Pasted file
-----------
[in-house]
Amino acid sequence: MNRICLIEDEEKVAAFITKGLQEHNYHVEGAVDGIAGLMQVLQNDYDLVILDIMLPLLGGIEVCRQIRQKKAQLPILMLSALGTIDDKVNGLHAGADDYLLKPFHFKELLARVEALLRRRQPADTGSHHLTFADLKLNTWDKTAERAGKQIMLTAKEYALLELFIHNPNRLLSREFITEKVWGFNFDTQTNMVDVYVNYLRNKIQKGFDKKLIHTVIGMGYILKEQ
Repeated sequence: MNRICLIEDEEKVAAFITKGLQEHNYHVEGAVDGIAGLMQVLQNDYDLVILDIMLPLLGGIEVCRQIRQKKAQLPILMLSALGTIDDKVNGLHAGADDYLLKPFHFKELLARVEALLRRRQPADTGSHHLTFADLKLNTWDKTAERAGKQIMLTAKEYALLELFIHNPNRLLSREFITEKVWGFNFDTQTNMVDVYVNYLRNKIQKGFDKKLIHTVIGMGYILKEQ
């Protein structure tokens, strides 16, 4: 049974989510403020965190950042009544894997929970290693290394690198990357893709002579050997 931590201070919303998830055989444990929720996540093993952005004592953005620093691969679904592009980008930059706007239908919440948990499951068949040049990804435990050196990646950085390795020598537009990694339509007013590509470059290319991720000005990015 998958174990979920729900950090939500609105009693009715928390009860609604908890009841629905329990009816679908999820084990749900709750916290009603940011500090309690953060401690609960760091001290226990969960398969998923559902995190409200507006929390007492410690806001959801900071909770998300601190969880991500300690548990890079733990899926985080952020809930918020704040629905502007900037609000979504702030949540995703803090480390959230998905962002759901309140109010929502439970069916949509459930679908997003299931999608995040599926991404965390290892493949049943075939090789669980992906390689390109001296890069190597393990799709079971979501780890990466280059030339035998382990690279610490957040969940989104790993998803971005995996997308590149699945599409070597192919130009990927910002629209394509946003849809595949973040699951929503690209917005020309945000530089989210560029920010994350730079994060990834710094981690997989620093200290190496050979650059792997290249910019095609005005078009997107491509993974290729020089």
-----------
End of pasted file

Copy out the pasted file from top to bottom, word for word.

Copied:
[in-house]
Amino acid sequence: MNRICLIEDEEKVAAFITKGLQEHNYHVEGAVDGIAGLMQVLQNDYDLVILDIMLPLLGGIEVCRQIRQKKAQLPILMLSALGTIDDKVNGLHAGADDYLLKPFHFKELLARVEALLRRRQPADTGSHHLTFADLKLNTWDKTAERAGKQIMLTAKEYALLELFIHNPNRLLSREFITEKVWGFNFDTQTNMVDVYVNYLRNKIQKGFDKKLIHTVIGMGYILKEQ
Repeated sequence: MNRICLIEDEEKVAAFITKGLQEHNYHVEGAVDGIAGLMQVLQNDYDLVILDIMLPLLGGIEVCRQIRQKKAQLPILMLSALGTIDDKVNGLHAGADDYLLKPFHFKELLARVEALLRRRQPADTGSHHLTFADLKLNTWDKTAERAGKQIMLTAKEYALLELFIHNPNRLLSREFITEKVWGFNFDTQTNMVDVYVNYLRNKIQKGFDKKLIHTVIGMGYILKEQ
């Protein structure tokens, strides 16, 4: 049974989510403020965190950042009544894997929970290693290394690198990357893709002579050997 931590201070919303998830055989444990929720996540093993952005004592953005620093691969679904592009980008930059706007239908919440948990499951068949040049990804435990050196990646950085390795020598537009990694339509007013590509470059290319991720000005990015 998958174990979920729900950090939500609105009693009715928390009860609604908890009841629905329990009816679908999820084990749900709750916290009603940011500090309690953060401690609960760091001290226990969960398969998923559902995190409200507006929390007492410690806001959801900071909770998300601190969880991500300690548990890079733990899926985080952020809930918020704040629905502007900037609000979504702030949540995703803090480390959230998905962002759901309140109010929502439970069916949509459930679908997003299931999608995040599926991404965390290892493949049943075939090789669980992906390689390109001296890069190597393990799709079971979501780890990466280059030339035998382990690279610490957040969940989104790993998803971005995996997308590149699945599409070597192919130009990927910002629209394509946003849809595949973040699951929503690209917005020309945000530089989210560029920010994350730079994060990834710094981690997989620093200290190496050979650059792997290249910019095609005005078009997107491509993974290729020089």